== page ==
• Dairy products: butter, cheese (especially hard cheese), cream and sour cream
• Ice cream
• Biscuits, cakes and pastries
• Snacks, like crisps or crackers
• Confectionary, like chocolate bars

You can also steam or grill products, rather than frying or roasting. Try frying or roasting using water instead of oil – just keep an eye on your food and keep adding water to prevent sticking.

A note on Coconut oil

Coconut oil has a high saturated fat content, however, the type of saturated fat in coconut oil is different and has a different effect on the body. There is much debate about how much coconut oil to include in your diet as researchers argue it affects cholesterol levels. There are two types of cholesterol (i) “good” cholesterol (high-density lipoproteins or HDL) and (ii) “bad” cholesterol (low-density lipoproteins or LDL). LDL is what leads to the hardening of the arteries, whereas HDL seems to protect against this hardening. Some research suggests the type of saturated in coconut oil affects HDL and not the bad (LDL), meaning you are in better health. It does have quite a strong flavour, so here at La Crisalida, we use coconut oil occasionally. As with everything, we believe balance is the key.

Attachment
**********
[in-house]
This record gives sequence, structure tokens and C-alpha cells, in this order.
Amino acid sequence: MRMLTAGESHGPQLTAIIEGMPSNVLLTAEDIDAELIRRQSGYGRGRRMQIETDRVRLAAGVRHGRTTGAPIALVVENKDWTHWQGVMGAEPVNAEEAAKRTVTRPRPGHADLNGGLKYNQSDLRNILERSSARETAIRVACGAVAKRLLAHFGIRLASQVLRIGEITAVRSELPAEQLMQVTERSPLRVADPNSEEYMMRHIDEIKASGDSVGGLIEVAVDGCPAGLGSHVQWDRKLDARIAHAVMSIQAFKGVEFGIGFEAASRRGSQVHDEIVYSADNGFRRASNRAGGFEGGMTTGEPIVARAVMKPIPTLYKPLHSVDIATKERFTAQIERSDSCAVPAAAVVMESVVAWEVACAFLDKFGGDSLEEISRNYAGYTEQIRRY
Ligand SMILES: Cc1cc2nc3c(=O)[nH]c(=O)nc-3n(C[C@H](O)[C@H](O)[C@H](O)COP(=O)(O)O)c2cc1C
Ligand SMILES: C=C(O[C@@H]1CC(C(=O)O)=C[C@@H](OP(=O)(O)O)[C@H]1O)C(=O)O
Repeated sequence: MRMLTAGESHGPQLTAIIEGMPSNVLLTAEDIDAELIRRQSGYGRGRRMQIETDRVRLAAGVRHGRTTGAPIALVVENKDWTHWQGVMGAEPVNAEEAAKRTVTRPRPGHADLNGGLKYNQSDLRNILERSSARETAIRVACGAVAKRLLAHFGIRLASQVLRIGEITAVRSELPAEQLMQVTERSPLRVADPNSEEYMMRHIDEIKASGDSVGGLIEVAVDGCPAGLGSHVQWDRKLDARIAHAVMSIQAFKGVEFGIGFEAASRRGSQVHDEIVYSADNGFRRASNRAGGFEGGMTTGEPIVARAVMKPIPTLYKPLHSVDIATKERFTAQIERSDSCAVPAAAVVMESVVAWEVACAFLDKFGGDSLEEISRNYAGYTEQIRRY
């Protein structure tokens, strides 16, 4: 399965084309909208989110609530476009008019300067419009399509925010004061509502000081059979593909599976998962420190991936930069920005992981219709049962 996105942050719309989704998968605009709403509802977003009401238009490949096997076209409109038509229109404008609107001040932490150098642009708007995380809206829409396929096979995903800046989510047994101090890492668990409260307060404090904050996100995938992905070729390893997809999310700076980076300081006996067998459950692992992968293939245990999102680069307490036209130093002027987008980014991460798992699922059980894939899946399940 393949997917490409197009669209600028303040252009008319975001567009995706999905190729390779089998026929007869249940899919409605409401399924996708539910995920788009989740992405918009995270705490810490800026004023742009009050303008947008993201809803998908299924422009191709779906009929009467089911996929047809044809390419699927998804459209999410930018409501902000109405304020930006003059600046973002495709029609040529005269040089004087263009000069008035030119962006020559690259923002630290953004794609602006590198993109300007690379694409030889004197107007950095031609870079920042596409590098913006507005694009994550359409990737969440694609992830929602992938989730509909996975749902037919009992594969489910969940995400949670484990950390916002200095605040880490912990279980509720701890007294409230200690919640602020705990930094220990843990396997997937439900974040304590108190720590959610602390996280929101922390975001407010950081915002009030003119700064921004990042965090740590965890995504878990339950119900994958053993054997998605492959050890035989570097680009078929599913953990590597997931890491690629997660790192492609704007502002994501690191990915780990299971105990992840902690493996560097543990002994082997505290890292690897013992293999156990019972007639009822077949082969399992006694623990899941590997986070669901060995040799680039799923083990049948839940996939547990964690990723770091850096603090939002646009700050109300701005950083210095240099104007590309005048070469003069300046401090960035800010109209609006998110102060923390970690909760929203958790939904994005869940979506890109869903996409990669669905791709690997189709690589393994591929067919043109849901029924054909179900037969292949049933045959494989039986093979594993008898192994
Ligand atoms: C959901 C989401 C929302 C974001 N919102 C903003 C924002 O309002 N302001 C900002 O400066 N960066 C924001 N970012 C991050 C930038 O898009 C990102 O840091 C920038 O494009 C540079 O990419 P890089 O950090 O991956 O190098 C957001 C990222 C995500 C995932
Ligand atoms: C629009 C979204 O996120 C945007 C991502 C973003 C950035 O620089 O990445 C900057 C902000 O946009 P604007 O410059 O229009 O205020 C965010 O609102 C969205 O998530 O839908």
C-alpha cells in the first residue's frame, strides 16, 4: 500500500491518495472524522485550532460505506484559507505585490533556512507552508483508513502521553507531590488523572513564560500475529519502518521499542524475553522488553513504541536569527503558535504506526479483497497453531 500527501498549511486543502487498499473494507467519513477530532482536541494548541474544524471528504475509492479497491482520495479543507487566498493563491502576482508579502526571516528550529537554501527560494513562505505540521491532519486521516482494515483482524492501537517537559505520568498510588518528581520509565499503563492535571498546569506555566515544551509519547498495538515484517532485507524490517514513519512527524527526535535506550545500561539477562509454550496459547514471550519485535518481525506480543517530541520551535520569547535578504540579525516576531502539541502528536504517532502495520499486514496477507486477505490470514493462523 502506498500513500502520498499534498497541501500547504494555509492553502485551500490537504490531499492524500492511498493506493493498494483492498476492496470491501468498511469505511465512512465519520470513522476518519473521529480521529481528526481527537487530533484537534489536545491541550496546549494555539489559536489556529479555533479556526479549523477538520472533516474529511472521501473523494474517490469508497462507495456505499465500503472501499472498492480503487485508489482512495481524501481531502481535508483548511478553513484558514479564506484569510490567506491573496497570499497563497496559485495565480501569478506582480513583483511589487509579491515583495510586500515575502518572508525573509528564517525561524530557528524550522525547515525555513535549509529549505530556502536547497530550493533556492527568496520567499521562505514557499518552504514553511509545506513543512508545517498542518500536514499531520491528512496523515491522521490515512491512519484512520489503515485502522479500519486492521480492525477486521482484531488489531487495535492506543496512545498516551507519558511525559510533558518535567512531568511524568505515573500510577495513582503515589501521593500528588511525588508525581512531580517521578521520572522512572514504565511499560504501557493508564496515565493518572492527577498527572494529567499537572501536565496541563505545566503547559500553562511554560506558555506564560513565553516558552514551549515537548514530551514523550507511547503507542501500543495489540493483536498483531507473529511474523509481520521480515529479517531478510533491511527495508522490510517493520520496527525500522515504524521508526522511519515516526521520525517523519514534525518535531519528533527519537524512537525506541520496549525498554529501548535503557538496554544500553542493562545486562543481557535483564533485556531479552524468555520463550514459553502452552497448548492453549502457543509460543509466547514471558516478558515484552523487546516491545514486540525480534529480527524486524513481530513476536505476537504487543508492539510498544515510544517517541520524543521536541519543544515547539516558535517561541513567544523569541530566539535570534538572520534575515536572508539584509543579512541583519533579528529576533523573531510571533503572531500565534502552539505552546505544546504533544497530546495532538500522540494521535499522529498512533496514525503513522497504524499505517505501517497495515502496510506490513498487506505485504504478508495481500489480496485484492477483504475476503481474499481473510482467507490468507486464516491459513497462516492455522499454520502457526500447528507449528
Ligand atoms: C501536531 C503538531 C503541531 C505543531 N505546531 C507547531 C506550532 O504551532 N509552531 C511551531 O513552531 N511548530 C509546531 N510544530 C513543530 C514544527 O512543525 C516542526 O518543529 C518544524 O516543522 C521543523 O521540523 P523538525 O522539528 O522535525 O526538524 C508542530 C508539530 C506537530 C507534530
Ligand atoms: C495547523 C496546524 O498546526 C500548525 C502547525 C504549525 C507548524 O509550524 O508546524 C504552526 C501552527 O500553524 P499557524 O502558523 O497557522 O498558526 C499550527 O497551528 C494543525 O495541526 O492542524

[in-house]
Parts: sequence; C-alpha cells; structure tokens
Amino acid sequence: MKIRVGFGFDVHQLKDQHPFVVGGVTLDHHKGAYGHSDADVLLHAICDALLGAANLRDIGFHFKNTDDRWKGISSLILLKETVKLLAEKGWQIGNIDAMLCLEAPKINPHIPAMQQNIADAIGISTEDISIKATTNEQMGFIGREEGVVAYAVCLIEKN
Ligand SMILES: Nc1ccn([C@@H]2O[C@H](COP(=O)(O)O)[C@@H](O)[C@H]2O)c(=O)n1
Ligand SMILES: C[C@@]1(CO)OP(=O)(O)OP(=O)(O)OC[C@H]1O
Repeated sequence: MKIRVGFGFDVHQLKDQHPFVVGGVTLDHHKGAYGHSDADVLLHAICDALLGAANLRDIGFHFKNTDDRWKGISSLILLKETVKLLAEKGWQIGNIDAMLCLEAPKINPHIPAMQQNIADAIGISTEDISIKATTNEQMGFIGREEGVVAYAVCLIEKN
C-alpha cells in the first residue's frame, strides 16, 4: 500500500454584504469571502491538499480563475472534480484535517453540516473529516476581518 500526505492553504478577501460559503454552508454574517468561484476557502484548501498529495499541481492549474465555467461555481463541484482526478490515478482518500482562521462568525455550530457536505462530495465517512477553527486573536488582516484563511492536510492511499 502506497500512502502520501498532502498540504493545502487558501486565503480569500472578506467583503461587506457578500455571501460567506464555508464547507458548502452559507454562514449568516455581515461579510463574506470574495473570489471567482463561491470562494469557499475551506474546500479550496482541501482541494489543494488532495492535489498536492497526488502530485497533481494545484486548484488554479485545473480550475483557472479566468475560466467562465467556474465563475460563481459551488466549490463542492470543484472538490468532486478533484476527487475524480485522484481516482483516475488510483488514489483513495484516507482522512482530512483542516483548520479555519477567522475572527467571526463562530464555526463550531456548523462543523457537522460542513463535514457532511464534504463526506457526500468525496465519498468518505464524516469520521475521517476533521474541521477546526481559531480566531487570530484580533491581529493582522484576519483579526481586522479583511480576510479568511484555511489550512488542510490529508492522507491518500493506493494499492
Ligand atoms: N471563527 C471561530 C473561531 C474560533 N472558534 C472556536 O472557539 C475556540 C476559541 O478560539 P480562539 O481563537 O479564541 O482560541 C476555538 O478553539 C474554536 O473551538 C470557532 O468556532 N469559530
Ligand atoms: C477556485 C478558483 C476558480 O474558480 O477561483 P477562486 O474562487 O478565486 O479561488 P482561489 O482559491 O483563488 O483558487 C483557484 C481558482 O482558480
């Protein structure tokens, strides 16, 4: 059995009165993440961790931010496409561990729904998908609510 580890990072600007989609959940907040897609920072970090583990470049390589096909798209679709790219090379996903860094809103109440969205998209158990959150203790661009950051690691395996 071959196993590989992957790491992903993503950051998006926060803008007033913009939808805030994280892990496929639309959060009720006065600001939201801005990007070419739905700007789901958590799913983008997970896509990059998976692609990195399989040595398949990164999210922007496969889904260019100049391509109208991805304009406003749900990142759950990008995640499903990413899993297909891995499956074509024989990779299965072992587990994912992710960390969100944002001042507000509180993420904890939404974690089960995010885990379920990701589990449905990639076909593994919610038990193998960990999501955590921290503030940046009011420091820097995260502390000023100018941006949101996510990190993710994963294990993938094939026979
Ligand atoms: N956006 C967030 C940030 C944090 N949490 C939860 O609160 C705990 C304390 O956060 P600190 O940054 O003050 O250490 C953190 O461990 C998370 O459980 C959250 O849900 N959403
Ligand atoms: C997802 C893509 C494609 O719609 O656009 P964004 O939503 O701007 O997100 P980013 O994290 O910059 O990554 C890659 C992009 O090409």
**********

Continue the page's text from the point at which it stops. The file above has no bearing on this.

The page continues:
“Bad” fat: Trans-fats

What are trans-fats?

Trans-fats are chemically altered vegetable oils, made by a process called hydrogenation. The reason you want to avoid or keep them at a low level in your diet is because trans-fats can increase blood cholesterol levels, which can lead to heart problems and other health issues.

So how do you spot trans-fats?

Any packaged foods that contain trans-fats (like hydrogenated vegetable oil, or partially hydrogenated oil) has to be labelled as such, so you can easily spot them. Margarine is a good example of hydrogenated (or partially-hydrogenated) oil. Other products likely to contain trans-fats include crisps, pastries and baked goods, sweets and chocolates.

The average recommended maximum amount is 5g for adults (approximately 2% of daily calories), but for optimum health and weight, you are best to avoid them where possible

“Good” fat: Unsaturated fats

Unsaturated fats
(typically liquid at room temperature) fall into two main categories:

• Polyunsaturated – found mainly in plant based foods and oils
• Monounsaturated – found in a variety of foods and oils

The definition is due to their chemical structure, which we are not going to go into here. Just know that they have many positive effects on your body. Scientists are still studying the potential health benefits consumption in unsaturated fats can bring; they include lowering cholesterol, reducing cancer risk and lowering risk of coronary heart disease.